My inquiry concerns the length of chromosomes employed in genetic algorithms (GA), and more broadly in other classes of evolutionary algorithms.

The chromosome length is fixed throughout a GA's run. However, some work has explored the benefits of altering a related GA parameter: the size of the GA population, which is allowed to vary in size (increase or decrease) from one generation to the next in order to better explore and exploit the search space.

My question is now: given that the population size can change, is there any benefit to altering chromosome size? I haven't really come across any work on this.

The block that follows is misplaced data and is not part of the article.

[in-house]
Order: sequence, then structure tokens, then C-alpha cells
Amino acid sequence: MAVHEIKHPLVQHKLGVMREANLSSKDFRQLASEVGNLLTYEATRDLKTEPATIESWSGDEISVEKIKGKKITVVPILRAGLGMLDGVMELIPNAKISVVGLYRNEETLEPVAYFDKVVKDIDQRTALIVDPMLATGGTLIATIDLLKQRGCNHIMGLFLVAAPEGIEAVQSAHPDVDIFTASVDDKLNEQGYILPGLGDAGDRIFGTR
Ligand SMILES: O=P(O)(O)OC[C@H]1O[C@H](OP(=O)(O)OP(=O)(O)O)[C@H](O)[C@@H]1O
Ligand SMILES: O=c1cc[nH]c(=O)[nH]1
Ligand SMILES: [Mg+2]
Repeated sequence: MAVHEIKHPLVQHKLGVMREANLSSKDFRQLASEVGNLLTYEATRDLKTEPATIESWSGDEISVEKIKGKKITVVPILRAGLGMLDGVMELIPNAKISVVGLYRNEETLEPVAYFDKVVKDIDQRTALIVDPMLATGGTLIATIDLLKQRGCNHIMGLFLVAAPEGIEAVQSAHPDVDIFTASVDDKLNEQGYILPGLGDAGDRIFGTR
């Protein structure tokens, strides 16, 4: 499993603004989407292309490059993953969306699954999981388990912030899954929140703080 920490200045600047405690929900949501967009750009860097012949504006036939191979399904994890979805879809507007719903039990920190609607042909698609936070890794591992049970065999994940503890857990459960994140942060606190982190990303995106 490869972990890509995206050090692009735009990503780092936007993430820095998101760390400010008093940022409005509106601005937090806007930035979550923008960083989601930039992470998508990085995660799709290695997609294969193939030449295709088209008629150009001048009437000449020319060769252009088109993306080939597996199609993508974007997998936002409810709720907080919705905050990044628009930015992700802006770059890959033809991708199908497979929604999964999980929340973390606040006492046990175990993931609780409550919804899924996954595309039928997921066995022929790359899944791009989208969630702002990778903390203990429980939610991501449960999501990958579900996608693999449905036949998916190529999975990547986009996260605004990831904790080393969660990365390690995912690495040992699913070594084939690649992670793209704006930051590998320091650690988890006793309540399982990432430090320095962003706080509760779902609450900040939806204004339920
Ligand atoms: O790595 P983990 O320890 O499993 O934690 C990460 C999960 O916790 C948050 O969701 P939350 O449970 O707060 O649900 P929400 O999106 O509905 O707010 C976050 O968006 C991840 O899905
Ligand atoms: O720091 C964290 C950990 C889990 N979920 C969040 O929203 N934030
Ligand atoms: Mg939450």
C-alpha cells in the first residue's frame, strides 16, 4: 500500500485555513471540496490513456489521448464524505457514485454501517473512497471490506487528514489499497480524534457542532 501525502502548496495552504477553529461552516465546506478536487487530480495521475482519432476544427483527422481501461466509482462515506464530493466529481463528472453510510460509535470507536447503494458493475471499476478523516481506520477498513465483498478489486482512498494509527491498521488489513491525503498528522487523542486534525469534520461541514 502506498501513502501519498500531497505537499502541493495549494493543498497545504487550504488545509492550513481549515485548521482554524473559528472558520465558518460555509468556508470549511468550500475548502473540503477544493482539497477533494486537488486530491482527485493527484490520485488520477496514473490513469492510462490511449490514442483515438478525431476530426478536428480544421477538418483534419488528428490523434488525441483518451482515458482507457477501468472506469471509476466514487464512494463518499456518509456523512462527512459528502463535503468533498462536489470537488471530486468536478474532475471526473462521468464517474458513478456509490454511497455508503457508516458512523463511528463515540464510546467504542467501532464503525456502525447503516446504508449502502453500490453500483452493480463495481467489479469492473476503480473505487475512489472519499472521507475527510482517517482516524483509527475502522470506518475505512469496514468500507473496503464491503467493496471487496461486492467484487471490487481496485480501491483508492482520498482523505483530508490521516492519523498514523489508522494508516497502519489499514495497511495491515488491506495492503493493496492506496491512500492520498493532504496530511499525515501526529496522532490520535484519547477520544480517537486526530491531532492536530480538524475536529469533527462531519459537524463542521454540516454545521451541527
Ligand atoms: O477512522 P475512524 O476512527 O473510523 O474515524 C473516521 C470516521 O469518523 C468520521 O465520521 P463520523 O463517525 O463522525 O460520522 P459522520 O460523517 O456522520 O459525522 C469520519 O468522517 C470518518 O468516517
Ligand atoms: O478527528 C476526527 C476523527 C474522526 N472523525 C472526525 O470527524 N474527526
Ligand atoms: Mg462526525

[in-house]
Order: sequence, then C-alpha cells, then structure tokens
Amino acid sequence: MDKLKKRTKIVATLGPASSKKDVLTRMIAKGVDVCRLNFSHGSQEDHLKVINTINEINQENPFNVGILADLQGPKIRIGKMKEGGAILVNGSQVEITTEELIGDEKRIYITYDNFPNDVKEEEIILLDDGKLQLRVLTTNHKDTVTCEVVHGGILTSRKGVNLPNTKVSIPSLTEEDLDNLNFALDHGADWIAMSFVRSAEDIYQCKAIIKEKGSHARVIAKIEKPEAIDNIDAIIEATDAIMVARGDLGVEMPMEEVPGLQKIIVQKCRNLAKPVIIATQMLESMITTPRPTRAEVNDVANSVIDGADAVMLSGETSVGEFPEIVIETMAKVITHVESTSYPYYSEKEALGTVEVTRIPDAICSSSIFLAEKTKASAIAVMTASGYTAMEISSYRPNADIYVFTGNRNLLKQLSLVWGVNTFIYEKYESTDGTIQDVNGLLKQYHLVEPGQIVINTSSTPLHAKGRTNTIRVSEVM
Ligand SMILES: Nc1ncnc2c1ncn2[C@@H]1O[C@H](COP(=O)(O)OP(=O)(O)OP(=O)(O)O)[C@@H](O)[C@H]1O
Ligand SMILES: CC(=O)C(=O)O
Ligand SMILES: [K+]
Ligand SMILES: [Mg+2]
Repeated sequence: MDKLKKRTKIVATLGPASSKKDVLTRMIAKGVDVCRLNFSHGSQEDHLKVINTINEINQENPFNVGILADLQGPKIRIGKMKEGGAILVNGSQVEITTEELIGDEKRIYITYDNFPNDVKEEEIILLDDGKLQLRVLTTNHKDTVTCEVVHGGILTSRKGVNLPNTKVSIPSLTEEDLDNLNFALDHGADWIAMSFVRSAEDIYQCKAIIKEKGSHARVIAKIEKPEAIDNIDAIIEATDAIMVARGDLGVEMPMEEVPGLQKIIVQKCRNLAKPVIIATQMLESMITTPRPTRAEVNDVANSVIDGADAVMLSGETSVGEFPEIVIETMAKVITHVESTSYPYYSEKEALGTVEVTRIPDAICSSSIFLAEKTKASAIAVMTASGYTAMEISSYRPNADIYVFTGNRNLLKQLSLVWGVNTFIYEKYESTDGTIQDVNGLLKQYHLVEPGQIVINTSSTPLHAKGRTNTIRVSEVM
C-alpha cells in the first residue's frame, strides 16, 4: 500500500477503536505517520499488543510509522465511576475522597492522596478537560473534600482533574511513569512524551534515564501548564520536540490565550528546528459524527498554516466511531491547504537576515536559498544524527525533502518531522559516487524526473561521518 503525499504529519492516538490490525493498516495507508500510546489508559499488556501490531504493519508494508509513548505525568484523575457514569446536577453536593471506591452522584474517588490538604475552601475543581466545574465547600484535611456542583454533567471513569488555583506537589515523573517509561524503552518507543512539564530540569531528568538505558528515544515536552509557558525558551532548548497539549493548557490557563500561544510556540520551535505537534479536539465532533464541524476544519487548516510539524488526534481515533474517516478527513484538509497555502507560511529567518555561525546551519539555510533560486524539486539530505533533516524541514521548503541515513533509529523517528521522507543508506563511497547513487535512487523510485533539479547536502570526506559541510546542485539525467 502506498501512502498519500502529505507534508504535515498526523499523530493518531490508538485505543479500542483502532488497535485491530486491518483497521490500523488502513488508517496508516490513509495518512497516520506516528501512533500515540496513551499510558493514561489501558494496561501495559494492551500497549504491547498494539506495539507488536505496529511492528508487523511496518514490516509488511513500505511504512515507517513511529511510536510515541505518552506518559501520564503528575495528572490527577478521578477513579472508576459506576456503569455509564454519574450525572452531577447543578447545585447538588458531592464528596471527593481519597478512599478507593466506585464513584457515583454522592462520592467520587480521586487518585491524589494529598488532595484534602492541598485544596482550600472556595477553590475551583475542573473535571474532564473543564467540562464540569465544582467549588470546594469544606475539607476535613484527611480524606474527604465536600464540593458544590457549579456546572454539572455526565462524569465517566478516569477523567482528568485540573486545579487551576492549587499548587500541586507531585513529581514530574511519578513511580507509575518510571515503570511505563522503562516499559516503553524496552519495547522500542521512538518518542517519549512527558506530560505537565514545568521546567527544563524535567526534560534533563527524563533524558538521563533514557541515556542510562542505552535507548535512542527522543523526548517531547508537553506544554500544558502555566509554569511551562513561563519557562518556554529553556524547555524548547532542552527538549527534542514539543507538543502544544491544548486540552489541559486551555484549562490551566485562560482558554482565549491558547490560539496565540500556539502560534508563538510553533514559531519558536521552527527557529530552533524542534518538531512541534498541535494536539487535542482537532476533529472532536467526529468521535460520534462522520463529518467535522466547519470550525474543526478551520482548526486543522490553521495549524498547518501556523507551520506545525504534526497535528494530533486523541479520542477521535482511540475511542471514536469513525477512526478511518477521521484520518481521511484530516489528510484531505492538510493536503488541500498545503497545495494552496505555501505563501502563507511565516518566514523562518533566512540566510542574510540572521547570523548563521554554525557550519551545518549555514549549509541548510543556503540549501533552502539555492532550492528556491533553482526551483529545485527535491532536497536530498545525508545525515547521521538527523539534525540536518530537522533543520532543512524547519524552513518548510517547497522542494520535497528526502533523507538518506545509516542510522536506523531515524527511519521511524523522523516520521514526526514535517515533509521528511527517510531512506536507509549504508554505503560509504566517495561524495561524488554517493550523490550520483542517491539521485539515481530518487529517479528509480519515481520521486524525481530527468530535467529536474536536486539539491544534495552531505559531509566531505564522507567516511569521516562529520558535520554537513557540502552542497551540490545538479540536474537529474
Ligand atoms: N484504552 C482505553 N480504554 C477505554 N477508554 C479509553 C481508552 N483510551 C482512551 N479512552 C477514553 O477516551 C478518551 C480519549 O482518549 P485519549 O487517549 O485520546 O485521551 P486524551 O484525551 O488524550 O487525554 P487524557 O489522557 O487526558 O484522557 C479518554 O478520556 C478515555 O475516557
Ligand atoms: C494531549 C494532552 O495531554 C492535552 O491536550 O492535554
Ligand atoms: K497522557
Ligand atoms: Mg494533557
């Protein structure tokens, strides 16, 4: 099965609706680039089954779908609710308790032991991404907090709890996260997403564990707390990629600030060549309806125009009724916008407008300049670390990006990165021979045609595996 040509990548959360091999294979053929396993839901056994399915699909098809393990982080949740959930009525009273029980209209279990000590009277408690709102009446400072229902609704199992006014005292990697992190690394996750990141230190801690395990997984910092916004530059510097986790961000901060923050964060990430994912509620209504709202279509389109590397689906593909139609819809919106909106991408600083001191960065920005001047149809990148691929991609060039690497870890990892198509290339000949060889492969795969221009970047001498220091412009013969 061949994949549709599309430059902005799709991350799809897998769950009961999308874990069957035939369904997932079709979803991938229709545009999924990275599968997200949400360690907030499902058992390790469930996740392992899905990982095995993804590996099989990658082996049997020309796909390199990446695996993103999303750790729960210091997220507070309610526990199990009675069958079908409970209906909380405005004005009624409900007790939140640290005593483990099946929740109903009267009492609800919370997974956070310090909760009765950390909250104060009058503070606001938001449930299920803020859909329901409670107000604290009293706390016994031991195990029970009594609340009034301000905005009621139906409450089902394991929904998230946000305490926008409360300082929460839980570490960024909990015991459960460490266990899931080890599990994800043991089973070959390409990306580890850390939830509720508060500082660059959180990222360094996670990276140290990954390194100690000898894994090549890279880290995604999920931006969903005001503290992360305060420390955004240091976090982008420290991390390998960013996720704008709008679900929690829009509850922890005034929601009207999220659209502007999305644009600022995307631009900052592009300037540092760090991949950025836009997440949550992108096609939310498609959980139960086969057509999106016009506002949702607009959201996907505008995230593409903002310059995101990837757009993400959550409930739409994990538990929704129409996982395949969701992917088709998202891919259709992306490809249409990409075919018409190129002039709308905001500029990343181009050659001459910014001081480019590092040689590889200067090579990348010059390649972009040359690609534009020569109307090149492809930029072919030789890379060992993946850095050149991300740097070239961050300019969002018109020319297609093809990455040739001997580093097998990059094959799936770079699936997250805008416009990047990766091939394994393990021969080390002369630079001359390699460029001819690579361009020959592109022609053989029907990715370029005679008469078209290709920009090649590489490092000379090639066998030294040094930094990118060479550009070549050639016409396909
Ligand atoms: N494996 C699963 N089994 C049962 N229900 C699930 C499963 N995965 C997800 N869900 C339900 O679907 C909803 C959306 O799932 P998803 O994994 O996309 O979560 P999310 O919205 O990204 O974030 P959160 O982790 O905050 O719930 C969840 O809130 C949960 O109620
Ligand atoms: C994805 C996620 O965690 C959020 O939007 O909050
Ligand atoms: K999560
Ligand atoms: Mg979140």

I imagine this would have applications in things like cruise stopovers and finding alternate routes to a given destination.

Adding another city for instance in a run of the Travelling Salesman Problem (TSP) using GA would lead to an increase in the search space that must be explored. Take for instance a tour with 10 cities: the size of the search space is 10! = 3628800. Adding an addition city would mean that there are now an additional 36288000 (11! - 10!) tours to consider.



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